Tuesday, December 15, 2009

"Arguments for doing nothing"

Fans of the Cambridge classicist Francis Cornford (1874–1943) [ODNB] will know his Microcosmographia Academica (subtitled "being a Guide for the Young Academic Politician"), first published anonymously in 1908. (A centenary edition was published in 2008 by Cambridge University Press as University Politics [CUP].)

Chapter VII addresses the issue of "Argument": "There is only one argument for doing something: the rest are arguments for doing nothing".

Cornford then expounds:
The Principle of the Dangerous Precedent is that you should not now do an admittedly right action for fear you, or your equally timid successors, should not have the courage to do right in some future case, which, ex hypothesi, is essentially different, but superficially resembles the present one. Every public action which is not customary, either is wrong, or, if it is right, is a dangerous precedent. It follows that nothing should ever be done for the first time.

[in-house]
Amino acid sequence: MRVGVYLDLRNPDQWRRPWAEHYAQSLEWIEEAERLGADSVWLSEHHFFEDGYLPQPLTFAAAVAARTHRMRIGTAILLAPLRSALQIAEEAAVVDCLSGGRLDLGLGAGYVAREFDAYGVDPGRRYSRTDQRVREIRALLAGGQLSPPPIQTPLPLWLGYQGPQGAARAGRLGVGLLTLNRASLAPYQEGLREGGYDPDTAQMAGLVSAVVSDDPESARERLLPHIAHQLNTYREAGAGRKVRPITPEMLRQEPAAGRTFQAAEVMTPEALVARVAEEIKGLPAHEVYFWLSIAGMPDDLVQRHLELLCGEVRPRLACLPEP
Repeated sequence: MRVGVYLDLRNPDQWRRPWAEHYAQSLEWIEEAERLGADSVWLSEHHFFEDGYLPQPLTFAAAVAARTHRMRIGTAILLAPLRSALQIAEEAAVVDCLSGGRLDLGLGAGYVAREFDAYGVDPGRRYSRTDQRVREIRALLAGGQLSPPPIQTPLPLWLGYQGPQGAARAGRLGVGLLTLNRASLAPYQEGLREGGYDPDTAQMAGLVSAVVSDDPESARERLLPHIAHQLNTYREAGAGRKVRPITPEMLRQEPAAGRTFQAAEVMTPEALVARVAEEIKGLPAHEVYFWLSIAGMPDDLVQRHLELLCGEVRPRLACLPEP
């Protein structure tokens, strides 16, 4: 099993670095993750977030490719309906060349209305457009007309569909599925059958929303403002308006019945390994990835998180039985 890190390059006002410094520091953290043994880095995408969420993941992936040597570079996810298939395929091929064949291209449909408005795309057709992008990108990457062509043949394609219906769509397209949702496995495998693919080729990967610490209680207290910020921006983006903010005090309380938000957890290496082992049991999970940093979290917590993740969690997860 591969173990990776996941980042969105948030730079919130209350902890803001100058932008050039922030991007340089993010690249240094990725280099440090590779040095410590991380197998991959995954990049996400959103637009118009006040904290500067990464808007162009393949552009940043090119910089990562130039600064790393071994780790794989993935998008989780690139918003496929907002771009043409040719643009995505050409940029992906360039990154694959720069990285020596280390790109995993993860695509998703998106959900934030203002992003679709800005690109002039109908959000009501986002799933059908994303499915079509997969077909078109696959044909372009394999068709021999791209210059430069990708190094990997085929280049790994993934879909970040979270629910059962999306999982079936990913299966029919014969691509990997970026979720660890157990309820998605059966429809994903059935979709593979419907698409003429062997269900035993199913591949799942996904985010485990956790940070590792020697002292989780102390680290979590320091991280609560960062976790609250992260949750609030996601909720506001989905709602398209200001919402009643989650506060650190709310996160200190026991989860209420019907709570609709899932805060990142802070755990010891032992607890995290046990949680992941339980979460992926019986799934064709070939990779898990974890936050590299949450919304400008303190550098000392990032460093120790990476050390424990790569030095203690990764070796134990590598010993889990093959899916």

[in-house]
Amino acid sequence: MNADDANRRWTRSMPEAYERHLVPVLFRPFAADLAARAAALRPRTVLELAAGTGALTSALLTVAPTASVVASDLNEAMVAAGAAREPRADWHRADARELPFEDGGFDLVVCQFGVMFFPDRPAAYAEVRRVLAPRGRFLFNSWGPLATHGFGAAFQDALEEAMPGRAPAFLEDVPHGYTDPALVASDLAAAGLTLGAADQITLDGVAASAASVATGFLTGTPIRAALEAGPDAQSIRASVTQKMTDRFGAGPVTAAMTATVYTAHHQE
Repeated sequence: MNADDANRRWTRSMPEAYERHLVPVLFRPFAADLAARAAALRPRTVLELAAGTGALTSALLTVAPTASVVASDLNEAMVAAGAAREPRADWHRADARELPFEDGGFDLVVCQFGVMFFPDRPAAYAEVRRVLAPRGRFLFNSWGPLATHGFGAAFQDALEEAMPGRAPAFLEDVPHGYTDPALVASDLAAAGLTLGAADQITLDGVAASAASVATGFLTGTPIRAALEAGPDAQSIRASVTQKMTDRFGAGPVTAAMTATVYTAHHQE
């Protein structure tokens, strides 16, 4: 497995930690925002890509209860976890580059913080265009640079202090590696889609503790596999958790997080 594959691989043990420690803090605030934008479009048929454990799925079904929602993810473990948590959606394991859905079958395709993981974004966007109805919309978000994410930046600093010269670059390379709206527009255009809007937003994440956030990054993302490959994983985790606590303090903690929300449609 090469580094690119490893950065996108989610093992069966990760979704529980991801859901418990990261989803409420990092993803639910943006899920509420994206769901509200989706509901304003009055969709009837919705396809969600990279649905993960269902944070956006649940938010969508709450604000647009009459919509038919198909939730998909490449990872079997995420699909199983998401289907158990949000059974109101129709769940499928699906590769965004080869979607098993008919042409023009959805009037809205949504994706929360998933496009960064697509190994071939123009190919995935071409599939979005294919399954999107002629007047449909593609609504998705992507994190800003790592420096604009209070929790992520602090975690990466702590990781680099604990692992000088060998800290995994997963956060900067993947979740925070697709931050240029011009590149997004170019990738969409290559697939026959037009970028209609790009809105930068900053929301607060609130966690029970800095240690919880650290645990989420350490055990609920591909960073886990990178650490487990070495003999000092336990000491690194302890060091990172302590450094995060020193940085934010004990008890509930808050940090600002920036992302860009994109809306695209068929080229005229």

Should Cornford be required reading for archaeological ethicists and museum curators?


Bookmark and Share so Your Real Friends Know that You Know

1 comment:

DR.KWAME OPOKU said...

This should be required reading for all those who engage in public debate.

LinkWithin

Related Posts with Thumbnails